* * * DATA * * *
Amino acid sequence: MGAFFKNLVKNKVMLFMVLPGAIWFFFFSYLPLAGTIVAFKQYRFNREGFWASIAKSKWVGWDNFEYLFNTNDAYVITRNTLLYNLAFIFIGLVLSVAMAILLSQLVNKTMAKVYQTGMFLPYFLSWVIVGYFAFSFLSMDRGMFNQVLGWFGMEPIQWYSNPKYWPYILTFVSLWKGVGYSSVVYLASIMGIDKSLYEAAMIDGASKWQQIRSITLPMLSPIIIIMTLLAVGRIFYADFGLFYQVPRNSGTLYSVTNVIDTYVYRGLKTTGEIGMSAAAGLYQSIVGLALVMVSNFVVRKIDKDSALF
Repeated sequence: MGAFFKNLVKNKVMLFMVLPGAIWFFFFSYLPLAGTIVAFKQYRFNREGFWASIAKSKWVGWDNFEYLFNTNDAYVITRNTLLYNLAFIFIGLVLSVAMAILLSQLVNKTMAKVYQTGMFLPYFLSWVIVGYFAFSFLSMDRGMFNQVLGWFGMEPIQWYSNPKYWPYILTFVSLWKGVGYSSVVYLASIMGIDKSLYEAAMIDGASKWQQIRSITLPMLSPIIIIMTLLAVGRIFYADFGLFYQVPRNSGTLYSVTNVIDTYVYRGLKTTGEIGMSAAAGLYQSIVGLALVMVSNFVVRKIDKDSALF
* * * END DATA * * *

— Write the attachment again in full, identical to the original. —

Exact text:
Amino acid sequence: MGAFFKNLVKNKVMLFMVLPGAIWFFFFSYLPLAGTIVAFKQYRFNREGFWASIAKSKWVGWDNFEYLFNTNDAYVITRNTLLYNLAFIFIGLVLSVAMAILLSQLVNKTMAKVYQTGMFLPYFLSWVIVGYFAFSFLSMDRGMFNQVLGWFGMEPIQWYSNPKYWPYILTFVSLWKGVGYSSVVYLASIMGIDKSLYEAAMIDGASKWQQIRSITLPMLSPIIIIMTLLAVGRIFYADFGLFYQVPRNSGTLYSVTNVIDTYVYRGLKTTGEIGMSAAAGLYQSIVGLALVMVSNFVVRKIDKDSALF
Repeated sequence: MGAFFKNLVKNKVMLFMVLPGAIWFFFFSYLPLAGTIVAFKQYRFNREGFWASIAKSKWVGWDNFEYLFNTNDAYVITRNTLLYNLAFIFIGLVLSVAMAILLSQLVNKTMAKVYQTGMFLPYFLSWVIVGYFAFSFLSMDRGMFNQVLGWFGMEPIQWYSNPKYWPYILTFVSLWKGVGYSSVVYLASIMGIDKSLYEAAMIDGASKWQQIRSITLPMLSPIIIIMTLLAVGRIFYADFGLFYQVPRNSGTLYSVTNVIDTYVYRGLKTTGEIGMSAAAGLYQSIVGLALVMVSNFVVRKIDKDSALF